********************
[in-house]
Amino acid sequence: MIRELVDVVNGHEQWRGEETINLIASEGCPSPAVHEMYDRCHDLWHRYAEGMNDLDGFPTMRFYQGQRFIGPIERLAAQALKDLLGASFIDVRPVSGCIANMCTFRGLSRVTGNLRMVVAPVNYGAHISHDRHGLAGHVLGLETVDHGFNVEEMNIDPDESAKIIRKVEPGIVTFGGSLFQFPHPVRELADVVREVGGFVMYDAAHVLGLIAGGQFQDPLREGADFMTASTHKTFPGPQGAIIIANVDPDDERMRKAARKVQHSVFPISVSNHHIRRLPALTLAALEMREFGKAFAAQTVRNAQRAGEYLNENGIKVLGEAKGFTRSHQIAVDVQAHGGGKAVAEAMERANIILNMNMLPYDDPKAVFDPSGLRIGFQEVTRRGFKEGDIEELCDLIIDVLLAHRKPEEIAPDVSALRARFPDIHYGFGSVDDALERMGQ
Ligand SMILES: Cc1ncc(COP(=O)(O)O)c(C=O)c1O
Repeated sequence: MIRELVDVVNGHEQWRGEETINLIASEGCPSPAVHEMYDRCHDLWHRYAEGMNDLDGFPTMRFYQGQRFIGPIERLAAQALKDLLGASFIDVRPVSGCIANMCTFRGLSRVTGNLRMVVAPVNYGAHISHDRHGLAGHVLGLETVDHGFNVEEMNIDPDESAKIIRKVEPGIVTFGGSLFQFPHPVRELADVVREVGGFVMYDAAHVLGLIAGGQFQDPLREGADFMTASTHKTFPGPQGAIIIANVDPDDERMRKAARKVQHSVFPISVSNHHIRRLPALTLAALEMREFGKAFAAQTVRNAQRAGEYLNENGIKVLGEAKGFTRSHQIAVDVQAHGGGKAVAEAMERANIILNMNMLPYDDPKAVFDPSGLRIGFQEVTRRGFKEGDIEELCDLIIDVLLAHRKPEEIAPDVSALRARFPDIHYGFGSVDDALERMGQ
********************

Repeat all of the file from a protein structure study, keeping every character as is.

[in-house]
Amino acid sequence: MIRELVDVVNGHEQWRGEETINLIASEGCPSPAVHEMYDRCHDLWHRYAEGMNDLDGFPTMRFYQGQRFIGPIERLAAQALKDLLGASFIDVRPVSGCIANMCTFRGLSRVTGNLRMVVAPVNYGAHISHDRHGLAGHVLGLETVDHGFNVEEMNIDPDESAKIIRKVEPGIVTFGGSLFQFPHPVRELADVVREVGGFVMYDAAHVLGLIAGGQFQDPLREGADFMTASTHKTFPGPQGAIIIANVDPDDERMRKAARKVQHSVFPISVSNHHIRRLPALTLAALEMREFGKAFAAQTVRNAQRAGEYLNENGIKVLGEAKGFTRSHQIAVDVQAHGGGKAVAEAMERANIILNMNMLPYDDPKAVFDPSGLRIGFQEVTRRGFKEGDIEELCDLIIDVLLAHRKPEEIAPDVSALRARFPDIHYGFGSVDDALERMGQ
Ligand SMILES: Cc1ncc(COP(=O)(O)O)c(C=O)c1O
Repeated sequence: MIRELVDVVNGHEQWRGEETINLIASEGCPSPAVHEMYDRCHDLWHRYAEGMNDLDGFPTMRFYQGQRFIGPIERLAAQALKDLLGASFIDVRPVSGCIANMCTFRGLSRVTGNLRMVVAPVNYGAHISHDRHGLAGHVLGLETVDHGFNVEEMNIDPDESAKIIRKVEPGIVTFGGSLFQFPHPVRELADVVREVGGFVMYDAAHVLGLIAGGQFQDPLREGADFMTASTHKTFPGPQGAIIIANVDPDDERMRKAARKVQHSVFPISVSNHHIRRLPALTLAALEMREFGKAFAAQTVRNAQRAGEYLNENGIKVLGEAKGFTRSHQIAVDVQAHGGGKAVAEAMERANIILNMNMLPYDDPKAVFDPSGLRIGFQEVTRRGFKEGDIEELCDLIIDVLLAHRKPEEIAPDVSALRARFPDIHYGFGSVDDALERMGQ